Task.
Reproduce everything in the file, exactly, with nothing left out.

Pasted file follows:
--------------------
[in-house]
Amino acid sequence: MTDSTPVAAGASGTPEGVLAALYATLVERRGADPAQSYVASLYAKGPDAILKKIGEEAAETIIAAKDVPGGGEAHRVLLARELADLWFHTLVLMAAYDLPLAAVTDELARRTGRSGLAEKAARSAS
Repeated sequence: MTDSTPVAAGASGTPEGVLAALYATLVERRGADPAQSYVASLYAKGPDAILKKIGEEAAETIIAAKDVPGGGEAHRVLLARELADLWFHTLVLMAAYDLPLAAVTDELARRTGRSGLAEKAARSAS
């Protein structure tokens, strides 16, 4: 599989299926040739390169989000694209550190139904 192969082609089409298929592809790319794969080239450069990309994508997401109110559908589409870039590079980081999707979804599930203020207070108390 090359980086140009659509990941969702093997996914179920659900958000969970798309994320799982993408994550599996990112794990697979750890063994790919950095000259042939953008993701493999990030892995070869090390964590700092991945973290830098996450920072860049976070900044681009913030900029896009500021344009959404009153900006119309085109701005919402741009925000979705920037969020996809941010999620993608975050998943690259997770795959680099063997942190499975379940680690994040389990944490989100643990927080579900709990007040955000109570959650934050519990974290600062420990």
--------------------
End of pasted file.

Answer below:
[in-house]
Amino acid sequence: MTDSTPVAAGASGTPEGVLAALYATLVERRGADPAQSYVASLYAKGPDAILKKIGEEAAETIIAAKDVPGGGEAHRVLLARELADLWFHTLVLMAAYDLPLAAVTDELARRTGRSGLAEKAARSAS
Repeated sequence: MTDSTPVAAGASGTPEGVLAALYATLVERRGADPAQSYVASLYAKGPDAILKKIGEEAAETIIAAKDVPGGGEAHRVLLARELADLWFHTLVLMAAYDLPLAAVTDELARRTGRSGLAEKAARSAS
């Protein structure tokens, strides 16, 4: 599989299926040739390169989000694209550190139904 192969082609089409298929592809790319794969080239450069990309994508997401109110559908589409870039590079980081999707979804599930203020207070108390 090359980086140009659509990941969702093997996914179920659900958000969970798309994320799982993408994550599996990112794990697979750890063994790919950095000259042939953008993701493999990030892995070869090390964590700092991945973290830098996450920072860049976070900044681009913030900029896009500021344009959404009153900006119309085109701005919402741009925000979705920037969020996809941010999620993608975050998943690259997770795959680099063997942190499975379940680690994040389990944490989100643990927080579900709990007040955000109570959650934050519990974290600062420990």